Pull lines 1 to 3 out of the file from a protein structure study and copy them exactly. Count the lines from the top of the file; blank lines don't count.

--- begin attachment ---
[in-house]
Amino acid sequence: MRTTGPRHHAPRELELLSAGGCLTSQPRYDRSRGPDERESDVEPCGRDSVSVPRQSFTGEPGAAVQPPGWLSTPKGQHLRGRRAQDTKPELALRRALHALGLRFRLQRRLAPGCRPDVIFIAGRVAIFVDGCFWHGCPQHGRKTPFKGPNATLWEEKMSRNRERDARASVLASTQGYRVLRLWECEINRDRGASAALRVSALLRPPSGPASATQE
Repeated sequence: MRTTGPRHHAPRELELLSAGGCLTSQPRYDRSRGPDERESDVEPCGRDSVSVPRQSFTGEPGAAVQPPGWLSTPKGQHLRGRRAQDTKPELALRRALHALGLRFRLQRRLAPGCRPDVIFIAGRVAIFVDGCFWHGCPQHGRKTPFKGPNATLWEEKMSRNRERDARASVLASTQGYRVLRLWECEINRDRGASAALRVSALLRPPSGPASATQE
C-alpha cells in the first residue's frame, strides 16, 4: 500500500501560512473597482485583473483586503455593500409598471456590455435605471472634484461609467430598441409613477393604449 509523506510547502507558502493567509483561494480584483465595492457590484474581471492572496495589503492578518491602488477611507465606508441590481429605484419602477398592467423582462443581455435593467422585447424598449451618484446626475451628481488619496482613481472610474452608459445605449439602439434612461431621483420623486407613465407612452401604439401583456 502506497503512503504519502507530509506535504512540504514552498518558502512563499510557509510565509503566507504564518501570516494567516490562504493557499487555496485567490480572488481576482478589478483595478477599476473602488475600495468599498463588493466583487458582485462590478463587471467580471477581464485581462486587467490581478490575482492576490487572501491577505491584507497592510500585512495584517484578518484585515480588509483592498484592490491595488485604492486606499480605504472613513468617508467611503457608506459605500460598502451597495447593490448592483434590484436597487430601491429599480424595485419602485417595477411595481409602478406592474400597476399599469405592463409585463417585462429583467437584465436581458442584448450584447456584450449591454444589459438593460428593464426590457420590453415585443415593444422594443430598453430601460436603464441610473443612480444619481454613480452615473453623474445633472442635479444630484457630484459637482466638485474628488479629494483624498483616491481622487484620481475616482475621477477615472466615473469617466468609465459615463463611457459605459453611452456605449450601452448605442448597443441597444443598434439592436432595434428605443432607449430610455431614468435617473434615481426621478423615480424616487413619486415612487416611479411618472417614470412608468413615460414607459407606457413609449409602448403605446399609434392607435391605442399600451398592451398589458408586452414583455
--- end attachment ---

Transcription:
[in-house]
Amino acid sequence: MRTTGPRHHAPRELELLSAGGCLTSQPRYDRSRGPDERESDVEPCGRDSVSVPRQSFTGEPGAAVQPPGWLSTPKGQHLRGRRAQDTKPELALRRALHALGLRFRLQRRLAPGCRPDVIFIAGRVAIFVDGCFWHGCPQHGRKTPFKGPNATLWEEKMSRNRERDARASVLASTQGYRVLRLWECEINRDRGASAALRVSALLRPPSGPASATQE
Repeated sequence: MRTTGPRHHAPRELELLSAGGCLTSQPRYDRSRGPDERESDVEPCGRDSVSVPRQSFTGEPGAAVQPPGWLSTPKGQHLRGRRAQDTKPELALRRALHALGLRFRLQRRLAPGCRPDVIFIAGRVAIFVDGCFWHGCPQHGRKTPFKGPNATLWEEKMSRNRERDARASVLASTQGYRVLRLWECEINRDRGASAALRVSALLRPPSGPASATQE